Sandra Day O'Connor

U.S. Supreme Court Justice
Born Mar 26, 1930

Sandra Day O'Connor is an American jurist who was the first female member of the Supreme Court of the United States. She served as an Associate Justice from 1981 until her retirement from the Court in 2006. O'Connor was appointed by President Ronald Reagan in 1981. In the latter years of her tenure, she was regarded as having the swing vote in many cases. Prior to O'Connor's appointment to the Court, she was an elected official and judge in Arizona.… Read More

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1930 Birth Born on March 26, 1930.


1946 16 Years Old She graduated sixth in her class at Austin High School in El Paso in 1946.


1950 20 Years Old She attended Stanford University, where she received her B.A. in economics in 1950. … Read More
1952 22 Years Old 1 More Event
She has stated that she graduated third in her law school class, although Stanford's official position is that the law school did not rank students in 1952.


1965 35 Years Old O'Connor served as Assistant Attorney General of Arizona from 1965 to 1969 until she was appointed to fill a vacancy in the Arizona State Senate.


1973 43 Years Old She was elected to the State Senate in 1973 and became the first woman to serve as its Majority Leader.
1974 44 Years Old In 1974 she was elected to the Maricopa County Superior Court serving from 1975 to 1979 when she was elevated to the Arizona State Court of Appeals.


She served on the Court of Appeals-Division One until 1981 when she was appointed to the Supreme Court. On July 7, 1981, Reagan – who had pledged during his 1980 presidential campaign to appoint the first woman to the Court – announced he would nominate O'Connor as an Associate Justice of the Supreme Court, to replace the retiring Potter Stewart. … Read More
1983 53 Years Old According to George Washington University law professor Jeffrey Rosen, "O'Connor was an eloquent opponent of intrusive group searches that threatened privacy without increasing security. In a 1983 opinion upholding searches by drug-sniffing dogs, she recognized that a search is most likely to be considered constitutionally reasonable if it is very effective at discovering contraband without revealing innocent but embarrassing information." … Read More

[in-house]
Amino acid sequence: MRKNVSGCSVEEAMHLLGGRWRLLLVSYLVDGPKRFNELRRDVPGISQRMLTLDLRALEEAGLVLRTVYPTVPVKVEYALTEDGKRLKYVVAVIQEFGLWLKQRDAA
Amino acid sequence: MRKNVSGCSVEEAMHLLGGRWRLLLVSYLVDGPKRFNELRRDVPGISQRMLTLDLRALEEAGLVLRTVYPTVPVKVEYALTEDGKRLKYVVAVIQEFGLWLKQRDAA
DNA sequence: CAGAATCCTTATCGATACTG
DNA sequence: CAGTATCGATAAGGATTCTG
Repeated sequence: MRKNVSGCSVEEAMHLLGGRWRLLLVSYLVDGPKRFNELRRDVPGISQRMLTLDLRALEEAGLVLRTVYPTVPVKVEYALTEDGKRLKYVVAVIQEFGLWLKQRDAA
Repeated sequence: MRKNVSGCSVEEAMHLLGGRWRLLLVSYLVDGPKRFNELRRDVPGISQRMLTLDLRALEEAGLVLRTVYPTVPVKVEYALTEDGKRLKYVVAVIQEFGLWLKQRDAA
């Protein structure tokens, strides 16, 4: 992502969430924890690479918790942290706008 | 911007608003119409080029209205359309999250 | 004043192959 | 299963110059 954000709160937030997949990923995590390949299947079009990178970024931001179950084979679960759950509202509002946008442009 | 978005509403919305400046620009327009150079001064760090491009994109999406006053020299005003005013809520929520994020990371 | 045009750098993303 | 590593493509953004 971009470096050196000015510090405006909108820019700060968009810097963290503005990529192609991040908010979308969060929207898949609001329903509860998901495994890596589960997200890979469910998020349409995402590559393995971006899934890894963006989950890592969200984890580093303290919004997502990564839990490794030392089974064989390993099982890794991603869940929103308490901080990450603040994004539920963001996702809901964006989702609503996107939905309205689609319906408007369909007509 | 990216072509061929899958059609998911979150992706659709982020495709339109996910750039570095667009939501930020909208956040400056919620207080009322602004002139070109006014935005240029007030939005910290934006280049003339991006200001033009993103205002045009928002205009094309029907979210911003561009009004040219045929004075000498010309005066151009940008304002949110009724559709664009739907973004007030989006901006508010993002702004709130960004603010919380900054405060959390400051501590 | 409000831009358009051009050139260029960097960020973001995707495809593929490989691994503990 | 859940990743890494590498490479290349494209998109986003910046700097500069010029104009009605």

1987 57 Years Old In 1987's McCleskey v. Kemp, O'Connor joined a 5–4 majority that voted to uphold the death penalty for an African American man, Warren McCleskey, convicted of killing a white police officer, despite statistical evidence that black defendants were more likely to receive the death penalty than others both in Georgia and in the U.S. as a whole.


1990 - 2003 7 More Events
However, on July 1, 2005, it was O'Connor who announced her retirement plans. … Read More
On March 9, 2006, during a speech at Georgetown University, O'Connor said some political attacks on the independence of the courts pose a direct threat to the constitutional freedoms of Americans. … Read More
2007 77 Years Old 1 More Event
O'Connor chaired the Jamestown 2007 celebration, commemorating the 400th anniversary of the founding of the colony at Jamestown, Virginia in 1607. … Read More
In 2008, O'Connor was named an inaugural Harry Rathbun Visiting Fellow by the Office for Religious Life at Stanford University.
In 2009, O'Connor founded the 501(c)3 non-profit organization, O'Connor House, dedicated to solving complex issues through civil discourse and collaborative action.
2010 80 Years Old During the inauguration of Mesa Municipal Court on April 16, 2010, she gracefully received a blessed garland – along with a copy of Bhagavad-Gītā As It Is from Dr. Prayag Narayan Misra – a Hare Krishna devotee. … Read More
2013 83 Years Old 1 More Event
She wrote the 2013 book Out of Order: Stories from the History of the Supreme Court.
Original Authors of this text are noted on'Connor.
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